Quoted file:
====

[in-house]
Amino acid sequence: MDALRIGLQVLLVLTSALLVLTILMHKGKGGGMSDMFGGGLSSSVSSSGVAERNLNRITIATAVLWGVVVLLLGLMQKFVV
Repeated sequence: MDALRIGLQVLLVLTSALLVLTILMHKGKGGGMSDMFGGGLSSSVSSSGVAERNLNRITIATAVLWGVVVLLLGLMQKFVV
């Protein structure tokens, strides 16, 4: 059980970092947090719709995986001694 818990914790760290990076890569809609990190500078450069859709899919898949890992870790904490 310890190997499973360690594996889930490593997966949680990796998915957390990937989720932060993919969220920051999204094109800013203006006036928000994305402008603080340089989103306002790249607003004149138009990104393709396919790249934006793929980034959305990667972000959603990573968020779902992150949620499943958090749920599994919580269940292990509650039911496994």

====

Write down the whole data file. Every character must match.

[in-house]
Amino acid sequence: MDALRIGLQVLLVLTSALLVLTILMHKGKGGGMSDMFGGGLSSSVSSSGVAERNLNRITIATAVLWGVVVLLLGLMQKFVV
Repeated sequence: MDALRIGLQVLLVLTSALLVLTILMHKGKGGGMSDMFGGGLSSSVSSSGVAERNLNRITIATAVLWGVVVLLLGLMQKFVV
């Protein structure tokens, strides 16, 4: 059980970092947090719709995986001694 818990914790760290990076890569809609990190500078450069859709899919898949890992870790904490 310890190997499973360690594996889930490593997966949680990796998915957390990937989720932060993919969220920051999204094109800013203006006036928000994305402008603080340089989103306002790249607003004149138009990104393709396919790249934006793929980034959305990667972000959603990573968020779902992150949620499943958090749920599994919580269940292990509650039911496994």